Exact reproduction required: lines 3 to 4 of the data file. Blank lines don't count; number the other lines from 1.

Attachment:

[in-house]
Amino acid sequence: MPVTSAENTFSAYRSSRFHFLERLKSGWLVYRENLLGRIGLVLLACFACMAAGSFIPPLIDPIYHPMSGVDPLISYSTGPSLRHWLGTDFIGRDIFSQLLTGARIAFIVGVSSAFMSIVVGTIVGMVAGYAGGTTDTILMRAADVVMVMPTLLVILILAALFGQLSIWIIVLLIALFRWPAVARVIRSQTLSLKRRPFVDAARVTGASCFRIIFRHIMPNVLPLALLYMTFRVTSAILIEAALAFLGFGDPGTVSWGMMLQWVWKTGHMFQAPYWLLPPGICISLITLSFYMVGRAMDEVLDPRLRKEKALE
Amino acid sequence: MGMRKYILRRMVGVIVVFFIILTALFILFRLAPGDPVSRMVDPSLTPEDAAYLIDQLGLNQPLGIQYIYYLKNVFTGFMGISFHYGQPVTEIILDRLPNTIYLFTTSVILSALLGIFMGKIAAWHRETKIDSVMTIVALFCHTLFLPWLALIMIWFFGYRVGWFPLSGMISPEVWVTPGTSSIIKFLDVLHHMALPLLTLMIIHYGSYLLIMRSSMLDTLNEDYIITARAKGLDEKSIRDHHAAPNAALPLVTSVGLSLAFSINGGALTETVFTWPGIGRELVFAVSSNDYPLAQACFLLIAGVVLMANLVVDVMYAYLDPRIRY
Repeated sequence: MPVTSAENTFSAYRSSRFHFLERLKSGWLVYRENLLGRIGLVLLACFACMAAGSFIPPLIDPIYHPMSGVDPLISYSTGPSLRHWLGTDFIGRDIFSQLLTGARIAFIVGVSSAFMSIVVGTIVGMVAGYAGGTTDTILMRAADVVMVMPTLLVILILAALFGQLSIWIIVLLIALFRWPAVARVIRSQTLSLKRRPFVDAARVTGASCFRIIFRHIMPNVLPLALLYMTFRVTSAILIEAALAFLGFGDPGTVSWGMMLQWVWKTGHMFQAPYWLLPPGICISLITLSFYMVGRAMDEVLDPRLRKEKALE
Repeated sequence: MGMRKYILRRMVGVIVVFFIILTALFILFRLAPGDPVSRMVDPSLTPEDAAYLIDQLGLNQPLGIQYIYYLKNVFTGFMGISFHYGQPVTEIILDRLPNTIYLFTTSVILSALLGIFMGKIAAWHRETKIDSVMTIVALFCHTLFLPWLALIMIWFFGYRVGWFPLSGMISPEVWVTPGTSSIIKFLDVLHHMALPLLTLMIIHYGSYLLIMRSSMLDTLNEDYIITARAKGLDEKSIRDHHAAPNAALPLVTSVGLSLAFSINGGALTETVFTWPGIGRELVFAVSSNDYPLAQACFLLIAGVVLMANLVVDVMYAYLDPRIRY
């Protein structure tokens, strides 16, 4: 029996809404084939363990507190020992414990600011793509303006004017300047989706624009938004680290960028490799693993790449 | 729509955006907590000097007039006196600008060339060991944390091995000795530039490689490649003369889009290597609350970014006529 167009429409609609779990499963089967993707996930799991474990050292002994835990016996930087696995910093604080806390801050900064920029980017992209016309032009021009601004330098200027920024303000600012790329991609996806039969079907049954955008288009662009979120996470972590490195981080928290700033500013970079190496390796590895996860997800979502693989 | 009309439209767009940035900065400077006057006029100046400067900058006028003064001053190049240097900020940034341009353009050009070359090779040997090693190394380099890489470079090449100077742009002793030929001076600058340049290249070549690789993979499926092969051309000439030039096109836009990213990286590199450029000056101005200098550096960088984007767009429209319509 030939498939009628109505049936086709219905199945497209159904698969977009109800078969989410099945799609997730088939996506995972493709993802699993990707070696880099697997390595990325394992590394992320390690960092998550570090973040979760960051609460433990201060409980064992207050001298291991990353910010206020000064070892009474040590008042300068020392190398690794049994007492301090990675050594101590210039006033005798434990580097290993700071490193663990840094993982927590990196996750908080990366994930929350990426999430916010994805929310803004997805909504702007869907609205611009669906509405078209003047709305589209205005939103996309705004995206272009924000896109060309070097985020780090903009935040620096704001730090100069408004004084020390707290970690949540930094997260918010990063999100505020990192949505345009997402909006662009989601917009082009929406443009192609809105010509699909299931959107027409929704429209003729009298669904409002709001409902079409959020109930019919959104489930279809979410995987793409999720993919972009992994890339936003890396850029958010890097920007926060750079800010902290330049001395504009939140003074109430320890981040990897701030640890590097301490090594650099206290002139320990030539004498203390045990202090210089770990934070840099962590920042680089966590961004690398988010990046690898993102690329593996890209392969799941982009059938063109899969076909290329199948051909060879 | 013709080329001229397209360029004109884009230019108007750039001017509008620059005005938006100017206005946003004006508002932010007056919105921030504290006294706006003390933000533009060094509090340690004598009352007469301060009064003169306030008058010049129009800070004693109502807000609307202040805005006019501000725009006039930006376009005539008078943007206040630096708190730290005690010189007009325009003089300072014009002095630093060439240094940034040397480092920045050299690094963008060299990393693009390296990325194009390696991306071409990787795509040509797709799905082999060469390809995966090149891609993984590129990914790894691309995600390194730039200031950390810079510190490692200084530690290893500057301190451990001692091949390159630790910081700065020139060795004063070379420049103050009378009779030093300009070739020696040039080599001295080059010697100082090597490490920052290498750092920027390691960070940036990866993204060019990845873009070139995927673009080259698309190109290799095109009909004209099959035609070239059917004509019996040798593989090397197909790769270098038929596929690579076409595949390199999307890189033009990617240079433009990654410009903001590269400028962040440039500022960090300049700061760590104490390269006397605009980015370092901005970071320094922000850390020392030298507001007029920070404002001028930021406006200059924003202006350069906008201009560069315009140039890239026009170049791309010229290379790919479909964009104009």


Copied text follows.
Amino acid sequence: MGMRKYILRRMVGVIVVFFIILTALFILFRLAPGDPVSRMVDPSLTPEDAAYLIDQLGLNQPLGIQYIYYLKNVFTGFMGISFHYGQPVTEIILDRLPNTIYLFTTSVILSALLGIFMGKIAAWHRETKIDSVMTIVALFCHTLFLPWLALIMIWFFGYRVGWFPLSGMISPEVWVTPGTSSIIKFLDVLHHMALPLLTLMIIHYGSYLLIMRSSMLDTLNEDYIITARAKGLDEKSIRDHHAAPNAALPLVTSVGLSLAFSINGGALTETVFTWPGIGRELVFAVSSNDYPLAQACFLLIAGVVLMANLVVDVMYAYLDPRIRY
Repeated sequence: MPVTSAENTFSAYRSSRFHFLERLKSGWLVYRENLLGRIGLVLLACFACMAAGSFIPPLIDPIYHPMSGVDPLISYSTGPSLRHWLGTDFIGRDIFSQLLTGARIAFIVGVSSAFMSIVVGTIVGMVAGYAGGTTDTILMRAADVVMVMPTLLVILILAALFGQLSIWIIVLLIALFRWPAVARVIRSQTLSLKRRPFVDAARVTGASCFRIIFRHIMPNVLPLALLYMTFRVTSAILIEAALAFLGFGDPGTVSWGMMLQWVWKTGHMFQAPYWLLPPGICISLITLSFYMVGRAMDEVLDPRLRKEKALE